“Having such equipment in place can absolutely make a difference between saving and losing lives. People who might have died of infection can get the right medicines on time. It is also vital for search and rescue efforts as the GPS functionality helps rescue teams find and help survivors as quickly as possible.”
The ITU is also committed to the concept that prevention is better than cure, working with developing countries and earthquake-prone nations to make preparations that might save lives when disaster strikes. Studies carried out by the ITU suggest that preparedness can be a critical element of disaster management and that every dollar invested in planned response can save up to $20 in losses when disaster strikes.
Increasingly, authorities are putting more emphasis on disaster risk reduction and preparedness which includes designing better National Emergency Telecommunications Plans, Business Continuity Plans and stocking of satellite phones in disaster response kits.
“Just like paying insurance, some policy makers see this as money going down the drain but when a disaster actually strikes, they wake up and realise that the cost goes beyond the amount required for building resilience and better preparedness,” he observes. “It is very difficult to be prepared or even to predict with certainty when some natural disasters might occur and their magnitude. But I believe that information and communication technologies can go a long way in mitigating these disasters.”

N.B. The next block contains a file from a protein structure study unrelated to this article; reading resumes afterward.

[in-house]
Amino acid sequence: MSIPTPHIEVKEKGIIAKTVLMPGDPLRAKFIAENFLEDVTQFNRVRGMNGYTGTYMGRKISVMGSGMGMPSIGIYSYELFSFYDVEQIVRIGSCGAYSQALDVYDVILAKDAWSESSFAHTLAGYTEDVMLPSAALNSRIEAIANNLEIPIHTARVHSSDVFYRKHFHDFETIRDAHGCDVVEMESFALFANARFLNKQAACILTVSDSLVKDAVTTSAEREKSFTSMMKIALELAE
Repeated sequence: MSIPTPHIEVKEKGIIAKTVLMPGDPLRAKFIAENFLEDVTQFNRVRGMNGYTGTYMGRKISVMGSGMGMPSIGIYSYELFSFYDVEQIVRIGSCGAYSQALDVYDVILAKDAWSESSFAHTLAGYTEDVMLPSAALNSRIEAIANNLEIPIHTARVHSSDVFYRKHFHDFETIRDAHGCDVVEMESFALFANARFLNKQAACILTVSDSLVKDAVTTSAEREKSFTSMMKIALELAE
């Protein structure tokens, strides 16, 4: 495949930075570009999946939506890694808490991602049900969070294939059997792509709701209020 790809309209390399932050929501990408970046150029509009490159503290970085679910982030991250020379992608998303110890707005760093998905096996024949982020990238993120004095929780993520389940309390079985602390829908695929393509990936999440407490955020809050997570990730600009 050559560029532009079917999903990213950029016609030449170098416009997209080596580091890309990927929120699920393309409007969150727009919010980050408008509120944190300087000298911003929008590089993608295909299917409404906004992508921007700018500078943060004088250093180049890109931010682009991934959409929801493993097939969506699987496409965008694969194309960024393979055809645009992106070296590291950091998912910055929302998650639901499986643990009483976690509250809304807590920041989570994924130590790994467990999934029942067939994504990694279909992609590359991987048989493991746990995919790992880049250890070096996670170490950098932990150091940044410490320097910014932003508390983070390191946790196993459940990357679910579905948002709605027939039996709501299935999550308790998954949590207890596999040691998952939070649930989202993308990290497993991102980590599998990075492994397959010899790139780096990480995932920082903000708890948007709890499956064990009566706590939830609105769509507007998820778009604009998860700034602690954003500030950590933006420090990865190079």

The ITU works with government agencies, the private sector, and NGOs to protect human life when disasters strike. A lot of emphasis is put on developing concise and clear standard operating procedures that define who does what, when and how. Human and institutional capacity building is an integral part of the disaster management effort.
“In a catastrophe, investments and infrastructure that took years for governments and businesses to build can disappear in a matter of moments. Reliable uninterrupted communications is vital before, during and in the immediate aftermath of disasters.
To deliver this safety net requires a strong relationship between governments, the private sector, United Nations Agencies, NGOs, and communities. “The relationship we have with Thuraya and other private sector partners is there for others to emulate. A true relationship is like the ripening of a fruit, it takes many years to build and it needs patience and nurturing.”
So much so in fact that the ITU last year awarded Thuraya the first ITU Humanitarian Award in recognition of the company’s generous contributions to saving lives during emergencies.
The ITU’s position as a leading UN Specialized Agency in telecommunications/information and communication technologies recently saw it support UN aid agencies providing humanitarian assistance to victims of civil strife in Mali particularly internally displaced persons and refugees in camps in Mali, Niger and Burkina Faso.
The agency maintains a firmly non-political stance. Dr Zavazava says operationally, the ITU’s main role is intervention in natural disasters, but it also assists other UN Agencies as they fulfil their mandate helping support disaster victims. “Our primary concern is to save lives using all means of communications. The ITU founding fathers put in our Constitution that telecommunications must save life in the air, on land and at sea. We take this calling very seriously.”